Genetic diversity as an additional selection criterion in a carioca common bean recurrent selection program for resistance to common bacterial blight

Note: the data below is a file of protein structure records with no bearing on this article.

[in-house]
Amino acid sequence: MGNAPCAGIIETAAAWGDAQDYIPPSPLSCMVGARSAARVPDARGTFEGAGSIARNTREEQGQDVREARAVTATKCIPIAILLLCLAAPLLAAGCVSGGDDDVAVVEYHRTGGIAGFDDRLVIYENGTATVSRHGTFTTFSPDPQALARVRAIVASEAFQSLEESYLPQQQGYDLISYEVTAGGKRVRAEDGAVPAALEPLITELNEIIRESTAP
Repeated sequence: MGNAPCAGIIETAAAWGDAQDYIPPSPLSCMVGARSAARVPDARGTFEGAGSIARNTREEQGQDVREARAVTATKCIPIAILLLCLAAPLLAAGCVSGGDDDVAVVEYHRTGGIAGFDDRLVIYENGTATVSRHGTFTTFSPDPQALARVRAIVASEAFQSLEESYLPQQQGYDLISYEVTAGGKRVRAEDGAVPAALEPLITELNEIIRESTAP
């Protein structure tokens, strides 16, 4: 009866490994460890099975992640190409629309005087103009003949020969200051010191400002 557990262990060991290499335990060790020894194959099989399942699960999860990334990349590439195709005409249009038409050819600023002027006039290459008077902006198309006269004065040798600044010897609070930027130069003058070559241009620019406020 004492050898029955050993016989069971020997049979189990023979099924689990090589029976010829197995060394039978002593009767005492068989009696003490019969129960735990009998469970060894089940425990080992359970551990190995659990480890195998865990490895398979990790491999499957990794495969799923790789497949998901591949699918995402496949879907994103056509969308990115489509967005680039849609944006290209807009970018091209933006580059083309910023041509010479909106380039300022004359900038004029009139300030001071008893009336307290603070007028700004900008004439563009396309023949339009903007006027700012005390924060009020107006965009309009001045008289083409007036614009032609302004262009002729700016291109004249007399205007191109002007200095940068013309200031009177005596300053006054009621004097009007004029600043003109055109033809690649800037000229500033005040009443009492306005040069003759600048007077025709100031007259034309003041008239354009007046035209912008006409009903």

Common beans are a key source of protein and are consumed daily by most of the Brazilian population. More than 70% of what is consumed in this country is classified as carioca beans, based on seed qualities and appearance. We evaluated progenies of carioca common beans of the Brazilian agriculture research agency (Embrapa) recurrent selection program. This recurrent selection program is based on resistance to common bean bacterial blight (CBB), seed yield, and other important agronomic traits. Selection also considers the genetic representativeness of the parents and the genetic diversity among phenotypically selected progenies. Initially, 60 superior progenies were selected based on resistance to CBB and on seed type, in two locations (Santo Antônio de Goiás, GO and Ponta Grossa, PR). These progenies were evaluated in the C0S0:2 generation in field trials in six locations during the rainy growing season. A randomized block experimental design was used with two replications, in plots of two 3-m rows spaced at 0.5 m. The most promising C0S0:3 progenies for combined agronomic performance in the different environments were selected and were then evaluated by means of 24 microsatellite molecular markers for the purpose of determining the genetic representativeness of their parents and the genetic diversity among them. The phenotypic data was subjected to analysis of variance for each trait in each of the environments, and then joint analyses were performed. To estimate genetic diversity among the progenies, the Rogers-W genetic distance was used, and a dissimilarity matrix was used to construct a dendrogram of genetic distances through the UPGMA method. Among the 60 C0S0:2 progenies that were evaluated, those that stood out for resistance to CBB also stood out for seed yield and for resistance to other diseases. Various progenies were superior, exhibiting large genetic distances between each other and in relation to the parents. This indicates a possibility of direct and indirect gains from the recurrent selection program. This molecular information will help direct selection of individuals for future recombination cycles.